Originates at 67th Avenue parking lot at Patrick Lane and concludes at 51st Avenue & Potter. Not designated as a looped trail.
approximately 5.0 miles
Originates at 55th Ave & Pinnacle Peak parking lot and is a looped trail.
approximately 1.25 miles
Originates south of Pinnacle Peak parking lot along the Coach Whip trail and ends at Ramadas 14 and 15.
approximately 1.5 miles
Originates at parking lot A and ends at Coach Whip near 55th Avenue and Pinnacle Peak Rd.
approximately 3.0 miles
Moderate to Moderate Difficult in certain areas
Originates at the North end of the amphitheater, or near Ramada 11. A branch of this trail originates at Ramada 11, travels west and intersects the Coach Whip trail on the west side of the park.
approximately 2 miles with the west branch
Moderate to Moderate Difficult in certain areas
Originates off of the Coach Whip trail and intersects with the Sunrise trail.
approximately 0.4 miles
Originates at 67th Avenue and Patrick Lane parking lot and concludes at parking lot B.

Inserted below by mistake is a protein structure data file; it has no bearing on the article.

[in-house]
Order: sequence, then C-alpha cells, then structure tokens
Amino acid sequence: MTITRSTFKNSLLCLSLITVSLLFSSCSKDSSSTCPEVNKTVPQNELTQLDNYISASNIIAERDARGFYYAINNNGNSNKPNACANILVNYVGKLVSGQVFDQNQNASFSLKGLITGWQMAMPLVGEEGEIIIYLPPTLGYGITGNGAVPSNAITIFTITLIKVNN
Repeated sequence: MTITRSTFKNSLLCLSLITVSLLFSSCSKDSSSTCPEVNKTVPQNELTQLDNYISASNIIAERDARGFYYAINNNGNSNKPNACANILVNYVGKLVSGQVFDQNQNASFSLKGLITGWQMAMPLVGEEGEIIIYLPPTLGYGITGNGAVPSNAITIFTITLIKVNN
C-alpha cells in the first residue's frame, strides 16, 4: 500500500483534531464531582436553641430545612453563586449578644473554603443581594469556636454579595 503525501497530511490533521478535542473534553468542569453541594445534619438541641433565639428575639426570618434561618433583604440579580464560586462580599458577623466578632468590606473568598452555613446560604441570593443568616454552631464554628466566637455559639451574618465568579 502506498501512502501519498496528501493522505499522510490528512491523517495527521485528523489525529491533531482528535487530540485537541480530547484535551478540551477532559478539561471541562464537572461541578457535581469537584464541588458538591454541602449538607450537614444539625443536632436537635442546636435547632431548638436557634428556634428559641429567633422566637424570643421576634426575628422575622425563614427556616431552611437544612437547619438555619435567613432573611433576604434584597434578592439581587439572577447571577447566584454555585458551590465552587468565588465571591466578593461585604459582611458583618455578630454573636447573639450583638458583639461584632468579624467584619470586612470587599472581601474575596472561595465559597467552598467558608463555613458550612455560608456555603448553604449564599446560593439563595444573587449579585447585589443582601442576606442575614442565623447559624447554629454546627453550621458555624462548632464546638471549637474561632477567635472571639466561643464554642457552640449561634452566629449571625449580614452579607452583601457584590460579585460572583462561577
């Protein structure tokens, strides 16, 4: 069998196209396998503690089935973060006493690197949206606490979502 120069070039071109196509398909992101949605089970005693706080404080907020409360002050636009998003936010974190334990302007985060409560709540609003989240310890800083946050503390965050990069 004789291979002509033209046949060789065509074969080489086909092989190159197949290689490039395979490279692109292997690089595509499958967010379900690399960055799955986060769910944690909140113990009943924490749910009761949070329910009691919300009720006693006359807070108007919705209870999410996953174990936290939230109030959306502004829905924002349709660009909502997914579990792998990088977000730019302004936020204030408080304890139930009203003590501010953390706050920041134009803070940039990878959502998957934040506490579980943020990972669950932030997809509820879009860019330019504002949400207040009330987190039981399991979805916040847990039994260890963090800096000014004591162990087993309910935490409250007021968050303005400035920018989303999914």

approximately 0.75 miles
Originates at Ramada 13 and concludes at Ramada 9.
approximately 0.25 miles
*Ratings: During the hotter months when the temperature and/or humidity is high, trails will be rated at least one level higher. See the Trail Rating Guide.
Sonoran Desert Inhabitants
Desert ground squirrel
Toads and frogs
Various song birds
See a video on the blinds. Four wildlife viewing blinds are located at Thunderbird Conservation Park along the north side of the sedimentation basin. Three of the viewing blinds are accessible from the trails off Pinnacle Peak Road and the fourth is handicap accessible and located off 59th Avenue. These blinds provided areas for viewing the park's 50+ different species of birds and wildlife attracted to the man-made water feature. They feature a decorative block wall with "windows" for viewing, benches and a path to access them. Check them out and be sure to bring binoculars to get an even closer look and/or a camera to capture those precious animals.
Tell someone where you are hiking and when you expect to return.
Carry and drink water. Remember it’s the water in your
body not the water in your canteen that keeps you fit. Carry enough water for your entire hike. Remember water for your dog. When your water is 1/2 gone, turn around and return to the trailhead.
Wear appropriate clothing and footwear.
A cellular phone can be a life saver.